Australia is conducting the first in-depth examination of its cultural and diplomatic clout in an effort to boost its international influence.
The Department of Foreign Affairs and Trade is seeking submissions for its soft power review, which the government committed to in last year’s Foreign Policy White Paper.
The White Paper defines soft power as the ability to influence the behaviour and thinking of others through the power of attraction and ideas — that is, how you win over other countries without coercion. DFAT notes that soft power assets can include educational institutions, aid programs, tourism assets and economic strength, as well as other elements of national identity such as lifestyle and culture.
Australia currently does pretty well on soft power. While our diplomatic resources are comparatively under-funded, we’re the third-largest education exporter in the world — behind only the much larger United States and United Kingdom. People around the world associate Australia with nice beaches and cute animals.
This clean and natural image has, for example, fuelled the growth of pharmaceutical and food exports to China. International students from many countries say they enjoy not just the high quality universities but social freedom.
Are we falling behind?
Australia could do better.
The Soft Power 30 index ranks Australia 10th for 2018, having been overtaken by Sweden and the Netherlands.
Of course such rankings should be taken with a grain of salt — how do you quantify a nation’s international image? — but an improved national brand can generate significant income and help governments get things done in the diplomatic sphere.
Australia will have its work cut out trying to catch up to the front-runners in the Soft Power 30 — the top five are the UK, France, Germany, the US and Japan.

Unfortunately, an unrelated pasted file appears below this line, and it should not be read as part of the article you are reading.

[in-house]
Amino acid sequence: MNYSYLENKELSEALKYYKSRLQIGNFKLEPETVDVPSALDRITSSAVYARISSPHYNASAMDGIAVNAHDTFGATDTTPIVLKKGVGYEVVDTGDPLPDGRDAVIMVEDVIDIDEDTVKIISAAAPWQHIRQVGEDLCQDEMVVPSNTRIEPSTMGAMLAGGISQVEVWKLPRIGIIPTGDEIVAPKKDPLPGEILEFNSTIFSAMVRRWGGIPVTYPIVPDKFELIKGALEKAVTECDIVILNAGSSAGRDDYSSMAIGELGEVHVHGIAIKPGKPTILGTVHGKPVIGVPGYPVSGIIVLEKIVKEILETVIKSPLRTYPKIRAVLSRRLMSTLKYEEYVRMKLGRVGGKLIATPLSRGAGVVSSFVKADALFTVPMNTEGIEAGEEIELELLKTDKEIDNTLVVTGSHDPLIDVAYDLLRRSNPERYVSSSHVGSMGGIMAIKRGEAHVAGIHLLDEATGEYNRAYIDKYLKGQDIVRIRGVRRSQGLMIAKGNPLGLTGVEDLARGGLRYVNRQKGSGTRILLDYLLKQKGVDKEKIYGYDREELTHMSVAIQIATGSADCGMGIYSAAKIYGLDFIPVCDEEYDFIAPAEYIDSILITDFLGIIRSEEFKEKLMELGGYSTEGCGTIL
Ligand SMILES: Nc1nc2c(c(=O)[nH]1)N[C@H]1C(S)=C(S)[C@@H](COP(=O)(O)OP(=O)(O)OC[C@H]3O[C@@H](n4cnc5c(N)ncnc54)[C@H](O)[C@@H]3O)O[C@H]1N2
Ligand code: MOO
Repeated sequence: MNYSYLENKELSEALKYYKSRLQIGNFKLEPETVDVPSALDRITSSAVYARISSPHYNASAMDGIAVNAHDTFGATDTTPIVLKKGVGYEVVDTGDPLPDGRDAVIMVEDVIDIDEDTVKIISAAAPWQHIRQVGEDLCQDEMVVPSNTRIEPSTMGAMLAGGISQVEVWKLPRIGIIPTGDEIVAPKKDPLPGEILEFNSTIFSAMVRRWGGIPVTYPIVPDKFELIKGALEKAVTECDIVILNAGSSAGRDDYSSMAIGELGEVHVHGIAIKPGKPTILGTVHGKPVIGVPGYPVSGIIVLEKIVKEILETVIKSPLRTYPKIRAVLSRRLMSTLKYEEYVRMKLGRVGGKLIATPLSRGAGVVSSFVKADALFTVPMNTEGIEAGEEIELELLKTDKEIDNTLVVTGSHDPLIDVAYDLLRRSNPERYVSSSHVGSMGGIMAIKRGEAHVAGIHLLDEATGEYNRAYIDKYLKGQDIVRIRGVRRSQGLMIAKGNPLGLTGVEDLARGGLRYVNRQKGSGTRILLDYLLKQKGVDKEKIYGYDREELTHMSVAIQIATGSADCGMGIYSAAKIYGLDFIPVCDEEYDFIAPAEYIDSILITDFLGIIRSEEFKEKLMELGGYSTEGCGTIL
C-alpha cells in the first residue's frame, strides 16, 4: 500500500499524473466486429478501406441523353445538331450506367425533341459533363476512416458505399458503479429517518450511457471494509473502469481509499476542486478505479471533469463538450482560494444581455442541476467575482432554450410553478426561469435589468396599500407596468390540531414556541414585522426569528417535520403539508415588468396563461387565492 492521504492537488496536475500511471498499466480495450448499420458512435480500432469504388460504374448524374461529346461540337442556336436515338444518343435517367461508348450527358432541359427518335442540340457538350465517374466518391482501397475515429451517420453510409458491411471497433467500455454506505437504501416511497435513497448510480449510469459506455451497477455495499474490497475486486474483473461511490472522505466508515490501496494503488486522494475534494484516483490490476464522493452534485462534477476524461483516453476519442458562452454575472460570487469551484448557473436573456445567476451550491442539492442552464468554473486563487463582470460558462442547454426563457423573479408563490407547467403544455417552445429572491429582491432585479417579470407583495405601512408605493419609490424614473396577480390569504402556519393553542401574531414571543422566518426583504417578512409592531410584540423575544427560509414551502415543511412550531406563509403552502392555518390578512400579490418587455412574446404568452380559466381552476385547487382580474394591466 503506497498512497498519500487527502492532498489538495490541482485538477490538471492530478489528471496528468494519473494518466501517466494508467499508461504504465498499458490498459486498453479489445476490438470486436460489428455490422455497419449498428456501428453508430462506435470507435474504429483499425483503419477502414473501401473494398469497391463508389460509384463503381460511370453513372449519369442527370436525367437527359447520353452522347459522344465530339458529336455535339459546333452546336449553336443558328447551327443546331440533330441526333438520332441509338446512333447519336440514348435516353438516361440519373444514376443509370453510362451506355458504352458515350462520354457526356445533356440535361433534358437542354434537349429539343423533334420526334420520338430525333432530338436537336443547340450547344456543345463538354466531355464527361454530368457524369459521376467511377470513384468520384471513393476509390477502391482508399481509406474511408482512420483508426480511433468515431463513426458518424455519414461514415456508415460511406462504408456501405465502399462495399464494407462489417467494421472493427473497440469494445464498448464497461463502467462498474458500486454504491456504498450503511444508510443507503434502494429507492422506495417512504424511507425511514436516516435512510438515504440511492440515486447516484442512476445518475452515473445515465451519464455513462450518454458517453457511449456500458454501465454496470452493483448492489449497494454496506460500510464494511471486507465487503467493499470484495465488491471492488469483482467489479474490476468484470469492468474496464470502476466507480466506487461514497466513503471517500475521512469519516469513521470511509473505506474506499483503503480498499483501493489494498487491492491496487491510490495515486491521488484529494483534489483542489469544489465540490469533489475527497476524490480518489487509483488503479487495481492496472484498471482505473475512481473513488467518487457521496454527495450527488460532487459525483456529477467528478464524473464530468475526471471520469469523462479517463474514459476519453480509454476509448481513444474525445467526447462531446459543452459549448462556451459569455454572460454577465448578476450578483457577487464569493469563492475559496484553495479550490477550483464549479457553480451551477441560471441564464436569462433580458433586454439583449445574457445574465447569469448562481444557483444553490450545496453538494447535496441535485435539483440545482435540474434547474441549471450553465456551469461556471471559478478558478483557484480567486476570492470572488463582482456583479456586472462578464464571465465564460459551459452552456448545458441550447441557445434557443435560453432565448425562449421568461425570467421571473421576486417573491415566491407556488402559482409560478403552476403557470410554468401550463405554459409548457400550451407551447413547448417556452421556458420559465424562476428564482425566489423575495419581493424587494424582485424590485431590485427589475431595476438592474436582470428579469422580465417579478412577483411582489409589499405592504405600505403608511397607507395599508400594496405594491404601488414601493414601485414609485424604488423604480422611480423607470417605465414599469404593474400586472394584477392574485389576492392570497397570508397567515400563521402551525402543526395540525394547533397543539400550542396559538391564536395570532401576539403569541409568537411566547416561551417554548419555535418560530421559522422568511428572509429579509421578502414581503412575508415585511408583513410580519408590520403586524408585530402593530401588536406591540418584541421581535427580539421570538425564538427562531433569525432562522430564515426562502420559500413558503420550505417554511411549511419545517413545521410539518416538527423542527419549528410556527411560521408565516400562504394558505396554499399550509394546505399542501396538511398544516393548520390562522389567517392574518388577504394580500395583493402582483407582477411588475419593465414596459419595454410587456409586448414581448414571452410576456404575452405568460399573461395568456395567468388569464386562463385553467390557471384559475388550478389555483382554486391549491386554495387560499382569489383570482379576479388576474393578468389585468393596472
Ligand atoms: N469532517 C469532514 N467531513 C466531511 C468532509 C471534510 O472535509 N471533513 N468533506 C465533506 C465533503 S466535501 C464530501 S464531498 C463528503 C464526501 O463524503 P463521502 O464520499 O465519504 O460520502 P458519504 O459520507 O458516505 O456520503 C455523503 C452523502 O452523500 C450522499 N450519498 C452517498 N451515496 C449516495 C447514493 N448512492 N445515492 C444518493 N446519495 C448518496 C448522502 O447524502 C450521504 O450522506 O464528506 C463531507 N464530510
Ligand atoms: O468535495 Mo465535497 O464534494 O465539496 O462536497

Shifting international relations
There’ll be plenty of questions for the review to consider, given the current international environment.
US President Donald Trump’s willingness to use economic coercion and talk up the possibility of war suggests we may be returning to a time when hard power plays a bigger role. Then again, Trump’s approach is so personal and unpredictable that a good national image may indeed be a useful asset for avoiding his ire.
Australia also faces the increasing possibility of China using economic or military coercion to get its way. Among developed economies, only South Korea and Taiwan are as intertwined with China as Australia is. How will the many people-to-people links between Australia and the People’s Republic influence future relations? Can universities and kangaroos generate more than just dollars for the national interest?
Then there’s the perennial question of Australia’s identity as a country within Asia that doesn’t tend to think of itself as part of Asia. It’s a complex and political issue that, like other questions of national image — such as how we treat asylum seekers — won’t be resolved through a review process.
According to DFAT, the review will explore options for the government to maximise soft power, particularly in the Indo-Pacific region. It will do this by:
- Exploring the nature of attraction and influence in the changing global context, particularly in the face of rapid globalisation and unprecedented technological change;
- Identifying Australia’s soft power objectives and Australia’s key soft power assets and challenges;
- Examining policy options to build and leverage soft power assets to promote Australia’s security and prosperity, and strengthen Australia’s reputation in an increasingly networked world;
- Considering new and more effective partnerships with other governments, the private sector, development partners and civil society, drawing on examples of best practice.
Submissions are open until September 28.
Image source: Bondi beach on Wikimedia Commons.